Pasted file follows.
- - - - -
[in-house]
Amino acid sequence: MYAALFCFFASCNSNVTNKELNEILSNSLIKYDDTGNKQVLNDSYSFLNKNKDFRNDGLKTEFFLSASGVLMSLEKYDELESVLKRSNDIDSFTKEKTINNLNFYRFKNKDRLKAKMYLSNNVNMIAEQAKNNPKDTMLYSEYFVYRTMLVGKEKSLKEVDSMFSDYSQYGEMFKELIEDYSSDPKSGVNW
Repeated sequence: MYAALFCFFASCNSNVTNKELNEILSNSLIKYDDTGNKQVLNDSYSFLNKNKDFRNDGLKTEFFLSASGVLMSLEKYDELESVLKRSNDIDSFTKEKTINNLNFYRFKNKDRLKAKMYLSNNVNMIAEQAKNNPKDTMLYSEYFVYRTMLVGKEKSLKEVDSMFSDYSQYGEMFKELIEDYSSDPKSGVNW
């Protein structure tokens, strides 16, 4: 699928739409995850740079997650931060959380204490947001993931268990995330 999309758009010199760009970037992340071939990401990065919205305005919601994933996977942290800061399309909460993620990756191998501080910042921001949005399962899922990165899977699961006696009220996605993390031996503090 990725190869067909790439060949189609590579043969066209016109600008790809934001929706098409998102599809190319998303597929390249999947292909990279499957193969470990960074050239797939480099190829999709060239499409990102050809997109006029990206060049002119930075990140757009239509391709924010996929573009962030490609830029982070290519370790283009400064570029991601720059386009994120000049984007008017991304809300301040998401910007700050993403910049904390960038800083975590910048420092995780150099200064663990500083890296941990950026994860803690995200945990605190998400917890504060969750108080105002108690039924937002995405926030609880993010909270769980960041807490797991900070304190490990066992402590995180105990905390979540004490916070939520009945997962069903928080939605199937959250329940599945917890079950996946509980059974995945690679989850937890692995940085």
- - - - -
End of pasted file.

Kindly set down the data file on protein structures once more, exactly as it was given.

[in-house]
Amino acid sequence: MYAALFCFFASCNSNVTNKELNEILSNSLIKYDDTGNKQVLNDSYSFLNKNKDFRNDGLKTEFFLSASGVLMSLEKYDELESVLKRSNDIDSFTKEKTINNLNFYRFKNKDRLKAKMYLSNNVNMIAEQAKNNPKDTMLYSEYFVYRTMLVGKEKSLKEVDSMFSDYSQYGEMFKELIEDYSSDPKSGVNW
Repeated sequence: MYAALFCFFASCNSNVTNKELNEILSNSLIKYDDTGNKQVLNDSYSFLNKNKDFRNDGLKTEFFLSASGVLMSLEKYDELESVLKRSNDIDSFTKEKTINNLNFYRFKNKDRLKAKMYLSNNVNMIAEQAKNNPKDTMLYSEYFVYRTMLVGKEKSLKEVDSMFSDYSQYGEMFKELIEDYSSDPKSGVNW
């Protein structure tokens, strides 16, 4: 699928739409995850740079997650931060959380204490947001993931268990995330 999309758009010199760009970037992340071939990401990065919205305005919601994933996977942290800061399309909460993620990756191998501080910042921001949005399962899922990165899977699961006696009220996605993390031996503090 990725190869067909790439060949189609590579043969066209016109600008790809934001929706098409998102599809190319998303597929390249999947292909990279499957193969470990960074050239797939480099190829999709060239499409990102050809997109006029990206060049002119930075990140757009239509391709924010996929573009962030490609830029982070290519370790283009400064570029991601720059386009994120000049984007008017991304809300301040998401910007700050993403910049904390960038800083975590910048420092995780150099200064663990500083890296941990950026994860803690995200945990605190998400917890504060969750108080105002108690039924937002995405926030609880993010909270769980960041807490797991900070304190490990066992402590995180105990905390979540004490916070939520009945997962069903928080939605199937959250329940599945917890079950996946509980059974995945690679989850937890692995940085």